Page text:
I’ve had this experience several times already where I would be having lunch with others that are Lawai but have all lived in various parts of China for a while and can speak fluent Mandarin; I’d be the only one at the table that does not speak Mandarin and the waiter or waitress will walk up to me and ask me to order. I get that part. The part that I’m still trying to figure out is after my terrible attempt in broken Mandarin to explain that I cannot speak the language and after all the Lawais tell the server in perfect and flawless Mandarin that I cannot speak and they will be the one to order, the server will always come back to me numerous times during our meal to ask me questions while the Lawais answer them for me.

Then there is the blatant mistreatment. Through work Christina scored some sweet VIP tickets to both the NBA games and the BMW golf finals. Both times I invited Americans since my co-workers expressed no interest at all. At the entry gates at both events I get hauled off to the side and almost given a full cavity search while Cole, Eric and Jeff breeze right in. While I’m trying to explain that I am the one that gave the tickets to the Lawais they insist on continuing to yell at me in Chinese. Good grief!

Then there's Japan, nothing too bad. It’s just that when we travel there, Christina (who’s half Korean by the way which is more Asian than I am), gets that same “golden pass” when we walk into the plane, store, restaurant (fill in the blank) and I get the local treatment which I must say is much nicer than the local treatment in China. Like I said earlier, I get it but it’s just not some thing that I’ve ever experienced in the States.

Finally there’s my Motherland, the Good ole Philippine Islands. I haven’t been there since 1976 when we were there on a 2 week family vacation. I was sure that this would be the one place that I could count on to feel right at home. Well, I was wrong again, this one is priceless because in my parents own little township, no one believed that I was Filipino. I had to convince my own people that I am one of them and that I have some sort of birth right to be here. Everyone thought that I was Chinese, Japanese or Korean. Fortunately here it worked to my advantage. I could understand the language (which was a pleasant surprise that I will elaborate on) yet not get treated like a local.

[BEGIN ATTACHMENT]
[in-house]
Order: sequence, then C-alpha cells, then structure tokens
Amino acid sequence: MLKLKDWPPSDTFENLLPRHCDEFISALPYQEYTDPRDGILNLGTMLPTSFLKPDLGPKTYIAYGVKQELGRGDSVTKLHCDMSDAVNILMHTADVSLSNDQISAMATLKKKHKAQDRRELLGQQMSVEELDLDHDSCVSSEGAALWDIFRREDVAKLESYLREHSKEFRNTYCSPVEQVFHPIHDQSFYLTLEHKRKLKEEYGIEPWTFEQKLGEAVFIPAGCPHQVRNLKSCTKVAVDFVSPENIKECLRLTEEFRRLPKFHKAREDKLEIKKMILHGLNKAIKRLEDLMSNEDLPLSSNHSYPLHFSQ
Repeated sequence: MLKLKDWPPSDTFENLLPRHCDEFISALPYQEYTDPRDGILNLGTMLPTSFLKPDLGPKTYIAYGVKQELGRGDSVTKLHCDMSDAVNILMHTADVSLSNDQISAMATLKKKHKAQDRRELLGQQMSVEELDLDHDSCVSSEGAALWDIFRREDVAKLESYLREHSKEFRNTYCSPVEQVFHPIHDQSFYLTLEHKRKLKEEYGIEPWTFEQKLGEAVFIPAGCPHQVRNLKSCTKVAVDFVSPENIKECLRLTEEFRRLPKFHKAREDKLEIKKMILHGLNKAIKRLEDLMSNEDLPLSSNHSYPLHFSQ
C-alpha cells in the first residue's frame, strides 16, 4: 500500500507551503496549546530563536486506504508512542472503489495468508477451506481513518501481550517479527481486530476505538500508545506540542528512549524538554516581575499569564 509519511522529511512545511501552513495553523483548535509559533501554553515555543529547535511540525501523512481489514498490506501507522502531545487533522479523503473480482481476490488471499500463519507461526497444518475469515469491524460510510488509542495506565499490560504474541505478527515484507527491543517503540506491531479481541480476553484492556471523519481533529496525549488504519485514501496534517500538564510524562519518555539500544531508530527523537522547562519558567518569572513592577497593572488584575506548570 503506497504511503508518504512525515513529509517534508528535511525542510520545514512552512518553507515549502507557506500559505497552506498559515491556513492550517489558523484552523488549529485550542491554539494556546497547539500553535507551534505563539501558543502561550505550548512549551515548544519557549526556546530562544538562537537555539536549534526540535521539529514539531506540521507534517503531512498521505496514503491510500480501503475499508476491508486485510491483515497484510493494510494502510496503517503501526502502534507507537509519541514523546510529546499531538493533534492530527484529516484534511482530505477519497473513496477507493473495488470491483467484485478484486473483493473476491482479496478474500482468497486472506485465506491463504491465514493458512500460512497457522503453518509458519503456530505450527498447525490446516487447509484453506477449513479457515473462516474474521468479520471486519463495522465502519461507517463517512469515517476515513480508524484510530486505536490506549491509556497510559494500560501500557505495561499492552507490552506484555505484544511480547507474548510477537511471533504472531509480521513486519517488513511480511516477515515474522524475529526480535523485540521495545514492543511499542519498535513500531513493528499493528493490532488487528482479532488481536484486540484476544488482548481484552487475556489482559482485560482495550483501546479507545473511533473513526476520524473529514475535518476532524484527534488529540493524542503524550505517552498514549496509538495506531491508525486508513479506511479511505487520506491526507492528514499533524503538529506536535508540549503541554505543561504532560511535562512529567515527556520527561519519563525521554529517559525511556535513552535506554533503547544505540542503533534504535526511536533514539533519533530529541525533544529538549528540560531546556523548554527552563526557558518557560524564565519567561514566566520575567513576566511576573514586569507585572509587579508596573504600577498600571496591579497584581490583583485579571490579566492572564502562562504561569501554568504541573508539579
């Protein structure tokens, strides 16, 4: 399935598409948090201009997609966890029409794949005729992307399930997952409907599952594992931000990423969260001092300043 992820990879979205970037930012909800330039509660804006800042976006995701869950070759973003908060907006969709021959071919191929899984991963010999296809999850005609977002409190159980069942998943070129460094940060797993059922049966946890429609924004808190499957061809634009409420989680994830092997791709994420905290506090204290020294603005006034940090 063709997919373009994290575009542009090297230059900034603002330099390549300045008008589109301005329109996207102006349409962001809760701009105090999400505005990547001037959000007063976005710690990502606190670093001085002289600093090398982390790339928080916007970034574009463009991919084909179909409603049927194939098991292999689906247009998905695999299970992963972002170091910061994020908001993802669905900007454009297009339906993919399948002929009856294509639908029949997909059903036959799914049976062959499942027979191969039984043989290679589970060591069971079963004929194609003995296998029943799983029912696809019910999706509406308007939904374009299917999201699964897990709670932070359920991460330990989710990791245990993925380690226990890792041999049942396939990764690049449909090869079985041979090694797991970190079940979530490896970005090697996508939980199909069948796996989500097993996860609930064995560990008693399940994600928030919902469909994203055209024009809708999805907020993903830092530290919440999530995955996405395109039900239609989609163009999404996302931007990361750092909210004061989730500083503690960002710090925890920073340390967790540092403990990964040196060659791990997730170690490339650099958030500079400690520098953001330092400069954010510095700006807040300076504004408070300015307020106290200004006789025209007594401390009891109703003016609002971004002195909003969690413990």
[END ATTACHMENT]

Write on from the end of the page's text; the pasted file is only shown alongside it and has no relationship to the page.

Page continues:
Doing the whole “Prodigal Son returns home” thing was an amazing experience for me. I even think Christina was profoundly affected by my homecoming. Although I would not consider myself culturally conflicted due to my upbringing, I’ve always thought of myself as a “weak link” to my ethnicity. My parents didn’t raise us Filipino (whatever that means) and never taught us our mother tongue. I’m still pissed about that but that’s another story. However, my parents did speak Visaya to one another and to friends and older members of our family. Because of that I could understand a little (I think by osmosis, which by the way is how I got through school…but I digress once again) but what I could not do was think of the words to speak the language or differentiate between Visaya and Tagalog (the national dialect) because the 2 dialects were always intermingled in everyday speak.

When Christina and I went to Cebu I had an amazing experience. We were walking through Carbon which is one of the local outdoor markets and to my surprise I understood almost everything that everyone was saying. Imagine, you’re a stranger in a strange land (relatively speaking of course) with a foreign language but you can understand about 90% of everything that someone is saying. I didn’t think I understood my parent’s language but once it is distilled into its purest form and not used with English or Tagalog, I got it!

These new experiences in Asia have really opened my eyes to a whole new meaning of diversity and the relevance of our external appearance. I must give kudos to the West for really attempting (although not perfect) to be color and culture blind. Here, on a side of the world where everyone looks like me, my quandary is “…mmmm…who am I going to be today”….will the real slim shady please stand up….